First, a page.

Before the Jean Pascal-Bernard Hopkins rematch, ferocious words flew on a brilliant new HBO special called "Face Off" a back and forth between the two fighters moderated by announcer Max Kellerman. If past is prelude, it seemed likely the HBO special would be significantly more exciting than the fight itself. The 46-year-old Hopkins is one of the most cautious and defensive fighters of his generation. Famous for his tactical and technical skills, Hopkins has never been one to light the world on fire. Until last night.
Behind the strength of a wicked lead right hand, Hopkins took the fight to Pascal for much of the 12 round title bout. It was like seeing a caterpillar transform before our very eyes. It was Tony Gwynn recast as a home run hitter, Wayne Gretzky eschewing the open man for a low percentage slap shot. This was, well, Bernard Hopkins seeking glory and glamour beneath the bright lights, no longer content to win a boring decision.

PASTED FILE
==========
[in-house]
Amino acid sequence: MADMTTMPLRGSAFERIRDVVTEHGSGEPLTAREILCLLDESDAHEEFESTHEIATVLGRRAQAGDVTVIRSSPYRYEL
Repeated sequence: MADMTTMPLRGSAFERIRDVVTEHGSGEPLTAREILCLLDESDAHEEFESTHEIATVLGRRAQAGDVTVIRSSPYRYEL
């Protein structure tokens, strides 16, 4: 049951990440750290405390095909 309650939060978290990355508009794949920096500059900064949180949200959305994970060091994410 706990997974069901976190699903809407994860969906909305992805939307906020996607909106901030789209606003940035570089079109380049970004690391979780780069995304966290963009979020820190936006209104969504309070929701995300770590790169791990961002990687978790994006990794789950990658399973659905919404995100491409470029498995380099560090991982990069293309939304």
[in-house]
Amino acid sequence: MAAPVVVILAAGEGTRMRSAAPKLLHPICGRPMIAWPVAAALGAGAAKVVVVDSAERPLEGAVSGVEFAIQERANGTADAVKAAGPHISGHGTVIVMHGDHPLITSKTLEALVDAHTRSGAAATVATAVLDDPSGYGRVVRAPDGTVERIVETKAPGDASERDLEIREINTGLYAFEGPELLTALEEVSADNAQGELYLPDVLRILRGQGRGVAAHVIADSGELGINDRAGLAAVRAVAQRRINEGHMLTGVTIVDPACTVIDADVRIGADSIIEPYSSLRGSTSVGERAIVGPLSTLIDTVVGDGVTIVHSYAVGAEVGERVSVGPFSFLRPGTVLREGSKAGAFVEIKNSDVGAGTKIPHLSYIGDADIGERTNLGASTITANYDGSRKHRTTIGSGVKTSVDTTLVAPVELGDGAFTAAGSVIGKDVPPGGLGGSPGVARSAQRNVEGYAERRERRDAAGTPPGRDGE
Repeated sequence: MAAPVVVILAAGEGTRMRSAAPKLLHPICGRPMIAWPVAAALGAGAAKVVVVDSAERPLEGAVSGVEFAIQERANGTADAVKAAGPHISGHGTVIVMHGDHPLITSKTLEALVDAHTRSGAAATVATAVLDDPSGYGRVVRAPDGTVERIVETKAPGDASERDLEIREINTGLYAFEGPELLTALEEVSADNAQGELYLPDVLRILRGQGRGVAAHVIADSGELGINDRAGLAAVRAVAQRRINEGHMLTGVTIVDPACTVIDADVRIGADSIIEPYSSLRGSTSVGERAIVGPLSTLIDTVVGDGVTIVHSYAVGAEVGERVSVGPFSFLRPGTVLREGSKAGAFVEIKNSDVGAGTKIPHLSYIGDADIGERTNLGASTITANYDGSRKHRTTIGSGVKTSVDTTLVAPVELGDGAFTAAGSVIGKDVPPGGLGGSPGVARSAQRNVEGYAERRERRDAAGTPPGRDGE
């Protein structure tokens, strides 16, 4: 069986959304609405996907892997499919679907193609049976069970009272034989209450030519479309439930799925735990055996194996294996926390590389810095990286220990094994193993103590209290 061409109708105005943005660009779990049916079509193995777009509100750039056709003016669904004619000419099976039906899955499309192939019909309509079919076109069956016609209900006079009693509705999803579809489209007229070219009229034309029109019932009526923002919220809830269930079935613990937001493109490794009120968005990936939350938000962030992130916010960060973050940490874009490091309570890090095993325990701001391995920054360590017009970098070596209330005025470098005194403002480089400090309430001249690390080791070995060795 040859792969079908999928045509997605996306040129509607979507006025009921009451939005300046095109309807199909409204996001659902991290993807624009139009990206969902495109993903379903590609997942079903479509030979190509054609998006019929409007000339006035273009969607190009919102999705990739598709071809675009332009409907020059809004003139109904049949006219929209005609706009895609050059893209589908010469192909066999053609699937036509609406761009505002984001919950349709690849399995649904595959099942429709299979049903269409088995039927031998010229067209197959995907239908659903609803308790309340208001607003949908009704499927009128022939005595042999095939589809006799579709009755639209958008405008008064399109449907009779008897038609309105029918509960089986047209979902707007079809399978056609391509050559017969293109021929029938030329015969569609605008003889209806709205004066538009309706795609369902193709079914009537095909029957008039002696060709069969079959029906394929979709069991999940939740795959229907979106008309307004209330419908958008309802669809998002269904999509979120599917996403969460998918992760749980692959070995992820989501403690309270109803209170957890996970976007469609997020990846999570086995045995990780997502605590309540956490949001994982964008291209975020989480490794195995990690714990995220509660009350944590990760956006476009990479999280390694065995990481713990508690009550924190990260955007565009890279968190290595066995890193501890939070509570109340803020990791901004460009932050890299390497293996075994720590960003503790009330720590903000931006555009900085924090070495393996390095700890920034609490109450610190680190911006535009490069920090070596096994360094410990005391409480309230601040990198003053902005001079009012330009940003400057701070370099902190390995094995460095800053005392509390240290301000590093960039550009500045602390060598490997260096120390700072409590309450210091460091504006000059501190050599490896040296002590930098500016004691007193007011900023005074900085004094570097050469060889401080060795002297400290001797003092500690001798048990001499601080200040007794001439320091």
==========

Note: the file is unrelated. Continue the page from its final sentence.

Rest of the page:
Hopkins was like a new fighter altogether. Even in the 12th round, seemingly ahead on the scorecards, Hopkins was charging forward. It almost cost him as Pascal landed a hard punch. Hopkins weathered the storm when Pascal didn't have the injury to come forward any more. By the end of the round, Hopkins was once again the aggressor.
Hopkins won with scores of 115-114, 115-113 and 116-112. It wasn't that close. I had the bout 117-112 and that didn't include to knockdowns of Pascal that were inexplicably labeled "slips" by referee Ian John-Lewis. Pascal joins some of the greats on Hopkins' list of victims. Roy Jones Jr, Antonio Tarver, Ronald "Winky" Wright, Oscar de la Hoya, and Felix "Tito" Trinidad have all met defeat at his hands. He's one of the greats and this is the crowning achievement of a career that will see him in Canastota, New York at the International Boxing Hall of Fame.
Amazingly, Hopkins isn't done yet. Instead of pushing for a third match with Pascal, the new light heavyweight champion will square off with Chad Dawson who won on the undercard against Adrian Diaconu. Whether Hopkins has it in him to beat Dawson is an intriguing question. At 46, can he pull out one more miracle? If these two fights against Pascal have taught us nothing, they've taught us never to count out Bernard Hopkins.